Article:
Marcal is a small company that has been making paper products for more than 60 years. Their products are easy to find in mainstream stores, affordable, and high quality. Since we just use rags around here, we haven’t yet given their paper towels a try, but we love
If a family of four switches to 100% recycled paper products, in just one year they’ll save two trees. And in 20 years, they’ll save about 34 trees. (That’s a small forest!) Imagine if businesses and schools switched to fully recycled paper products. It seems like such a small change but the benefits are tremendous!
If you chose to “like” Marcal on facebook, you’ll get a $1.00 off coupon for your next purchase of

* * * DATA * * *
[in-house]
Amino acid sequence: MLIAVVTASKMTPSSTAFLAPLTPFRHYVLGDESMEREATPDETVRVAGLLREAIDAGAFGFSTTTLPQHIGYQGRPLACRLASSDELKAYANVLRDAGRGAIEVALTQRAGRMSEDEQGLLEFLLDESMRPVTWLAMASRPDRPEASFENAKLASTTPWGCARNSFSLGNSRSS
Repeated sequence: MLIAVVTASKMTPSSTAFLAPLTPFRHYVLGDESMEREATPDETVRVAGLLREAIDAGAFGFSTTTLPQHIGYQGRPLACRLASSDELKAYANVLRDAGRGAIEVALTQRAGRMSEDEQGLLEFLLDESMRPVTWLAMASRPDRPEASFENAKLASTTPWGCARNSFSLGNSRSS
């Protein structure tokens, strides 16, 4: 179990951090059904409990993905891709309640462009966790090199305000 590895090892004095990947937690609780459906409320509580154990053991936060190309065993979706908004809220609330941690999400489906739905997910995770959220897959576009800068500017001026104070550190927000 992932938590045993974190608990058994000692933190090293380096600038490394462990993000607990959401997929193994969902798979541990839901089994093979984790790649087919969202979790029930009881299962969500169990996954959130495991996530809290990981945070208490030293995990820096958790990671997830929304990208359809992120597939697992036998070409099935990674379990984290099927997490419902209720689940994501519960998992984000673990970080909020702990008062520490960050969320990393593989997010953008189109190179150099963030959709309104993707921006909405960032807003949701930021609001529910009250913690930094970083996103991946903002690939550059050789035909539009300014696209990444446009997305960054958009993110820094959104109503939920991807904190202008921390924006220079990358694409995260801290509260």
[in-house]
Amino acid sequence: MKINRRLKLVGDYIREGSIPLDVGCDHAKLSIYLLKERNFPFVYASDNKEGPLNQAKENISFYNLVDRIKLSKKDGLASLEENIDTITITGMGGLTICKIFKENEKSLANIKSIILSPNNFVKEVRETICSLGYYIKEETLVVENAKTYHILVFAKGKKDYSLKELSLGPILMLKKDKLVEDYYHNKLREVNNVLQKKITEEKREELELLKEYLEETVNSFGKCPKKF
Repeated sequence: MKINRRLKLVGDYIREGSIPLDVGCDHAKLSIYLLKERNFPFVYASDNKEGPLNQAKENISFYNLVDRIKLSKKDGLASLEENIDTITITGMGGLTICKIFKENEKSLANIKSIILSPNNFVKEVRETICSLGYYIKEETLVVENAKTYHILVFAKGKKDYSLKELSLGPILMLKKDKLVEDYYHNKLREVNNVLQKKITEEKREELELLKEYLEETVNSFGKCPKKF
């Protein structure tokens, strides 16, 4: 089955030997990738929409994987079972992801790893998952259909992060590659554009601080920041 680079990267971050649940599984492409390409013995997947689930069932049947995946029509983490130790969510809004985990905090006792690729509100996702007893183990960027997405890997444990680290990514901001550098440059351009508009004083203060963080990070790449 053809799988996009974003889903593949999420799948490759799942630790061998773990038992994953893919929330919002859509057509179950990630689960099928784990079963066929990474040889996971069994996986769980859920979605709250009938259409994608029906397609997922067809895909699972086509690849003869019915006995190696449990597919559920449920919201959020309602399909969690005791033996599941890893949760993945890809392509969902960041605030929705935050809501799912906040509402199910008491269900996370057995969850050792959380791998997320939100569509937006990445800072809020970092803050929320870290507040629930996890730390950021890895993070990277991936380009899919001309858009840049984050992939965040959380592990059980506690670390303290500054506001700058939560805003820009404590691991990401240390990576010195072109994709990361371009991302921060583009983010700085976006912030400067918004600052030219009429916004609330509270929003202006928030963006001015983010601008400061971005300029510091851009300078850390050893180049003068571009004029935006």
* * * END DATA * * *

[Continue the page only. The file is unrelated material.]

Do you buy greener paper products? If so, what are your favorites? If not, what’s holding you back?
When my son still hadn’t potty trained through the night at age four, I wrote a post about trying to keep him dry through the night. (Most of which totally didn’t work at the time.) Many readers commented that bladder control for boys doesn’t developmentally happen until they’re older—possibly around age six.
Giving up altogether seemed rather strange to me. My post on The History of Potty Training in America, shared that potty training ages in this country have gone up across the board—partly because of the ease of disposables. If everyone waits to even attempt night training until their children are older, there are years of waste (and expense) that could be avoided with some effort.
The only two choices for parents certainly aren’t the following: